2. Mike Minor has made four starts this season. He has logged at least 90 pitches each time, struck out at least five three times, walked no more than two in any and has given the Rangers a bona-fide chance to win three times.
On Friday, he hit 94 mph with his fastball, did terrific work with runners on base and in scoring position, and threw 102 pitches. Minor allowed only run on six hits in 5 1/3 innings and was the beneficiary of some really good defense.
After 21 games, Minor is the Rangers' third-best starter behind Bartolo Colon, who is scheduled to pitch Saturday, and Cole Hamels, who pitched Wednesday. The Rangers really don't have much to complain about.
At some point, though, they're going to have to let him pitch on regular rest rather than using a spot starter or maneuvering the rotation around off days to make sure he gets an extra day. They might have to do it to close out this homestand.
Their reasoning for giving him five days is sound after he spent last season as a reliever and with his last MLB start before this season coming in 2014.
Minor, though, has insisted that starting again is no big deal. He has accepted the extra rest but has also told the powers that be that he doesn't need an extra day before every single start.
"I don't need it," Minor said. "But they're more cautious. I don't think they believe the athlete most of the time. They're just looking out for me."
The Rangers have five healthy starters and don't have an off day before Minor's spot is due again Wednesday. If Doug Fister isn't able to come off the disabled list before then, though he could very well come off before then, the Rangers might have to let Minor go on four days’ rest.
3. Jurickson Profar returned to the Rangers' lineup after passing the MLB concussion protocol ... which he admitted he couldn't do at Tropicana Field.
He said he felt fine the entire time after his fall Monday in the second inning, as he stood to watch his throw to second base and then toppled over Mallex Smith as he slid into the shortstop.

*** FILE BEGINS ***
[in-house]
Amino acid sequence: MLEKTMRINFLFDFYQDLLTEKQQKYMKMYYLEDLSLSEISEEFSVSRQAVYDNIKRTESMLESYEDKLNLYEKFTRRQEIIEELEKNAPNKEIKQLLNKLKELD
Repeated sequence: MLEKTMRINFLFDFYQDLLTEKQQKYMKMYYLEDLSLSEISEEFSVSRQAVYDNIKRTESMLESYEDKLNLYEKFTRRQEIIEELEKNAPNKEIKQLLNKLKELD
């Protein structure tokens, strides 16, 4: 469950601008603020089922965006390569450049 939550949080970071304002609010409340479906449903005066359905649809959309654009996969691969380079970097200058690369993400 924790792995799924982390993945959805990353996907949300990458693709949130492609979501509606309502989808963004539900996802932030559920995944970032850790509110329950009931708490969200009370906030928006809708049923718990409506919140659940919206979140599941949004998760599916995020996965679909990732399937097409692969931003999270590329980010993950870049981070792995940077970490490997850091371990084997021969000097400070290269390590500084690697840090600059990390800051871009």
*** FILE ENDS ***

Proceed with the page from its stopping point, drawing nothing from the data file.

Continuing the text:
Profar said he stayed on the ground to catch his breath, not because he was seeing stars or was knocked out. When he stood up, he felt so good he wanted to stay in the game, but it was too late. He said that he didn't feel any concussion symptoms the following days.
So why couldn't he pass the test, known as the SCAT5 (Sport Concussion Assessment Tool, fifth edition)?
"It's a very difficult test," he said. "I think you guys should take it."
Is there a neurologist in the house?
Looking at the test, sure, it could be tricky. Those subjected to it have to recall five words and numbers sequences, and then do it two more times but in varying orders.
There are basic questions like, "What venue are we at today?" Profar said he nailed all of those.
And there are clinical elements that only a physician should judge.
Profar said that players had to undergo the testing in spring training to form a baseline that any future tests would be compared to. Apparently, the difference between Profar's spring test and the tests last week were troublesome.
"I was good, but the computer said I wasn't passing it," he said.
So what's the bottom the line here? Profar is OK. It's probably not the worst thing that he was held out. The testing might be imperfect — they're on the fifth edition of the test, after all — but it's necessary after all that has been learned about brain injuries.